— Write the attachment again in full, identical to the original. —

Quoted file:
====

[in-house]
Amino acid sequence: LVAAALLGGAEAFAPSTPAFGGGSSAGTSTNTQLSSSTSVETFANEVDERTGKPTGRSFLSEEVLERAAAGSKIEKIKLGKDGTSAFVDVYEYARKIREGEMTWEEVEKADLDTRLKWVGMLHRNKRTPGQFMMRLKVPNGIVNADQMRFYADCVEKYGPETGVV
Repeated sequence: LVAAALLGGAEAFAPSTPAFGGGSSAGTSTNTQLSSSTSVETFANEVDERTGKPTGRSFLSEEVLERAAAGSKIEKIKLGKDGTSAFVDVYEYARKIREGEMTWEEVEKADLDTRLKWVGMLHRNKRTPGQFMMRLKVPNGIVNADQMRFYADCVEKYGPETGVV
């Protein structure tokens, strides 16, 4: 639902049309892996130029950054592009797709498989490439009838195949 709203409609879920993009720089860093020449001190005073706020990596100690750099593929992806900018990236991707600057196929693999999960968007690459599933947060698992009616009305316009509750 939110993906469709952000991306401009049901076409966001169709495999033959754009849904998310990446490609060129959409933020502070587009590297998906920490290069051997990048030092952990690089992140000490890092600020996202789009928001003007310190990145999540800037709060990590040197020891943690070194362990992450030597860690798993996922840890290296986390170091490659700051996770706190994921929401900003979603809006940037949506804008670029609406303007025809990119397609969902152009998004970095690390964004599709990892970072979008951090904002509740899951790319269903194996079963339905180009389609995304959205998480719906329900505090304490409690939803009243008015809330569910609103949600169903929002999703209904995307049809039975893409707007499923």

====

[in-house]
Amino acid sequence: LVAAALLGGAEAFAPSTPAFGGGSSAGTSTNTQLSSSTSVETFANEVDERTGKPTGRSFLSEEVLERAAAGSKIEKIKLGKDGTSAFVDVYEYARKIREGEMTWEEVEKADLDTRLKWVGMLHRNKRTPGQFMMRLKVPNGIVNADQMRFYADCVEKYGPETGVV
Repeated sequence: LVAAALLGGAEAFAPSTPAFGGGSSAGTSTNTQLSSSTSVETFANEVDERTGKPTGRSFLSEEVLERAAAGSKIEKIKLGKDGTSAFVDVYEYARKIREGEMTWEEVEKADLDTRLKWVGMLHRNKRTPGQFMMRLKVPNGIVNADQMRFYADCVEKYGPETGVV
């Protein structure tokens, strides 16, 4: 639902049309892996130029950054592009797709498989490439009838195949 709203409609879920993009720089860093020449001190005073706020990596100690750099593929992806900018990236991707600057196929693999999960968007690459599933947060698992009616009305316009509750 939110993906469709952000991306401009049901076409966001169709495999033959754009849904998310990446490609060129959409933020502070587009590297998906920490290069051997990048030092952990690089992140000490890092600020996202789009928001003007310190990145999540800037709060990590040197020891943690070194362990992450030597860690798993996922840890290296986390170091490659700051996770706190994921929401900003979603809006940037949506804008670029609406303007025809990119397609969902152009998004970095690390964004599709990892970072979008951090904002509740899951790319269903194996079963339905180009389609995304959205998480719906329900505090304490409690939803009243008015809330569910609103949600169903929002999703209904995307049809039975893409707007499923």